Alberta county asks farmers to keep GM alfalfa out

A county in Alberta’s Peace River region is asking farmers not to plant genetically modified alfalfa.

The matter is moot right now because Roundup Ready alfalfa is not available to growers in Western Canada.

However, HarvXtra, a GM variety with stacked Roundup Ready and low lignin traits, was offered on a limited basis in Eastern Canada last year and is more widely available this year, according to Forage Genetics International (FGI), which has the rights to the technology.

Availability in the east is limited to hay production.

However, several northern Alberta counties are pondering whether to establish a GM alfalfa-free zone if the seed is offered in the West.

In Saddle Hills County, north of Grande Prairie, the Agriculture Services Board posted a notice on its website asking farmers to choose another product.

“The worry is that the genetic modifications may not be able to be controlled and may cross breed with alfalfa being produced for the fine seed industry,” said the notice.

The Canadian Seed Trade Association estimates that Alberta’s Peace region produces about 27 percent of forage seed in the province and almost 18 percent of all forage seed produced in Western Canada.

Edward Armagost, chair of the Saddle Hills ASB, said the board is not against genetically modified crops but is uncertain of GM alfalfa’s potential effect on seed producers in the region.

“We’ve decided to go the education route,” said Armagost about the message to ratepayers.

“We don’t want to be against GMOs and we understand there’s concern, so education is the key. Our job is to protect agriculture in our county and across Alberta.”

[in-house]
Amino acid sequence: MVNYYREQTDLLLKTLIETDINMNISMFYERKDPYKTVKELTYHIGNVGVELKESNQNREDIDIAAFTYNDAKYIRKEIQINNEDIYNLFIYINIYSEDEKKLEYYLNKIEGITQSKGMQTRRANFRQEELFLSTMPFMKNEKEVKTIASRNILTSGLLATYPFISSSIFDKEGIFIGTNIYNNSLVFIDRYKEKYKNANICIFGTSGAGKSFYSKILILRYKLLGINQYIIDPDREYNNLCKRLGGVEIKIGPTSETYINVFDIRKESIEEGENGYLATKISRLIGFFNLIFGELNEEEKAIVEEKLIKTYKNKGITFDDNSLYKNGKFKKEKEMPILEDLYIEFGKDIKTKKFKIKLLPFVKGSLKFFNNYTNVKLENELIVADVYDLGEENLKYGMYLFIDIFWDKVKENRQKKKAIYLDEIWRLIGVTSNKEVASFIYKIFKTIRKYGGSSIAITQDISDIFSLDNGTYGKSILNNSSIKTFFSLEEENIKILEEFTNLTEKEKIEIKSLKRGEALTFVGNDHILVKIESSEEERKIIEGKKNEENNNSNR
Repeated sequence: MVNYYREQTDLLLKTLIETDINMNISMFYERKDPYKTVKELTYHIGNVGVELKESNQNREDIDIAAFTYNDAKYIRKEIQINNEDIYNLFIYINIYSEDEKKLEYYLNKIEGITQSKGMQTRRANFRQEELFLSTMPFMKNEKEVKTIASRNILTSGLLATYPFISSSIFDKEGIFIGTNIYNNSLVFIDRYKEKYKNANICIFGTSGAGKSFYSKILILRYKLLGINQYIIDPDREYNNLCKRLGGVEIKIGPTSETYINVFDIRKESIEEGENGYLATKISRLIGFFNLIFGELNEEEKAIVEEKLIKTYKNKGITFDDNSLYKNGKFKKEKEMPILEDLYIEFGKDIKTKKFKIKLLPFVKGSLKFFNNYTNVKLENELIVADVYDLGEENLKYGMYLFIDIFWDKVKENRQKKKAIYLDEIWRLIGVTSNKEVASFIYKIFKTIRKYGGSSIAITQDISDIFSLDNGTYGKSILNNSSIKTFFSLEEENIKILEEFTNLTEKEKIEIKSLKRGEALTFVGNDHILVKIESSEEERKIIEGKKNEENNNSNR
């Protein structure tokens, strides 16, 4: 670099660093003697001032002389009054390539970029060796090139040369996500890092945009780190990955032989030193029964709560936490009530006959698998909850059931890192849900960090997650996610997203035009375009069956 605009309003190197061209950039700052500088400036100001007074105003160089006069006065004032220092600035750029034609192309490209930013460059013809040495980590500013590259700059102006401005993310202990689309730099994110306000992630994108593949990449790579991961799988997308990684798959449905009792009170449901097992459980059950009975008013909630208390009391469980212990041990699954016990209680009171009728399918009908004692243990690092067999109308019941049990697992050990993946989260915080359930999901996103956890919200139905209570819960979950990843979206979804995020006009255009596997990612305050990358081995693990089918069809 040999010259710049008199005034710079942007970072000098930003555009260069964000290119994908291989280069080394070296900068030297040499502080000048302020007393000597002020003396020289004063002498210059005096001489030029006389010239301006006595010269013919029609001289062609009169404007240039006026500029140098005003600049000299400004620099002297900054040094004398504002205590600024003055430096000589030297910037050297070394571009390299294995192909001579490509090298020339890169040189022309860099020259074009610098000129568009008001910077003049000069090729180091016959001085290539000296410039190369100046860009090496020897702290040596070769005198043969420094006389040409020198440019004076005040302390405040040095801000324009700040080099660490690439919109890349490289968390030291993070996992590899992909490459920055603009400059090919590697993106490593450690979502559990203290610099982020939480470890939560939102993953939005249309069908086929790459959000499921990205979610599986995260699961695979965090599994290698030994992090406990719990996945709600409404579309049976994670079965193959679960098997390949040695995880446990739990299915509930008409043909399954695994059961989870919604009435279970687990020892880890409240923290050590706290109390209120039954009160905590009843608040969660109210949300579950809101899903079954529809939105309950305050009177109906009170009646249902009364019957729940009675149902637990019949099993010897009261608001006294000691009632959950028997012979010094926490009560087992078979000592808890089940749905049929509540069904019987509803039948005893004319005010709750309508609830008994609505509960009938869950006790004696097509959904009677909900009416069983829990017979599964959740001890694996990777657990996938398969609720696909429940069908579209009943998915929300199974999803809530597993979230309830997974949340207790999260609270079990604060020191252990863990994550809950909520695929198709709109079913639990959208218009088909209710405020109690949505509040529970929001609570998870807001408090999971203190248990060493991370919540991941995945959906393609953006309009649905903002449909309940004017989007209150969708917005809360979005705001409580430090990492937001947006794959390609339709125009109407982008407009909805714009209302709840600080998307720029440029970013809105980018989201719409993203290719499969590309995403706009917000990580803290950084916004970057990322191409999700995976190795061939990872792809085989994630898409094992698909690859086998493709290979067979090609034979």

Armagost said board members are undertaking a fact-finding mission to learn more about GM alfalfa, the possibility of cross-pollination and the level of international market acceptance.

He said Clear Hills County and the Municipal District of Spirit River are also considering the ramifications of GM alfalfa in their regions.

In a news release issued in Nov-ember 2016, FGI said its HarvXtra alfalfa will be available for sale and planting only in Ontario, Quebec, New Brunswick, Nova Scotia, Prince Edward Island and Newfoundland Labrador in 2017, and only for hay production.

“Forage Genetics International (FGI) has no plans to introduce seed production of (genetically engineered) alfalfa into eastern or western Canada at this time. FGI will not license any HarvXtra Alfalfa with Roundup Ready technology to be grown within Western Canada, nor will FGI allow any authorized dealer to sell seed for planting in Western Canada,” it said.

Eastern Canadian growers are obligated to sign technology-use agreements before planting the alfalfa. FGI said those agreements provide guidance on co-existence of the alfalfa with conventional and organic alfalfa crops.

“We will not make any decision to bring GE alfalfa traits (for hay production only) to Western Canada without broad agreement with key stakeholders,” FGI said in a statement attributed to Michael Peterson, the lead on global traits for the company.

In its notice, the Saddle Hills ASB said gene transfer from GM alfalfa to both tame and feral alfalfa is a concern. Though GM canola is commonly grown in the Peace Region, “the difference is that canola is an annual, is intensively managed and doesn’t cross contaminate.”

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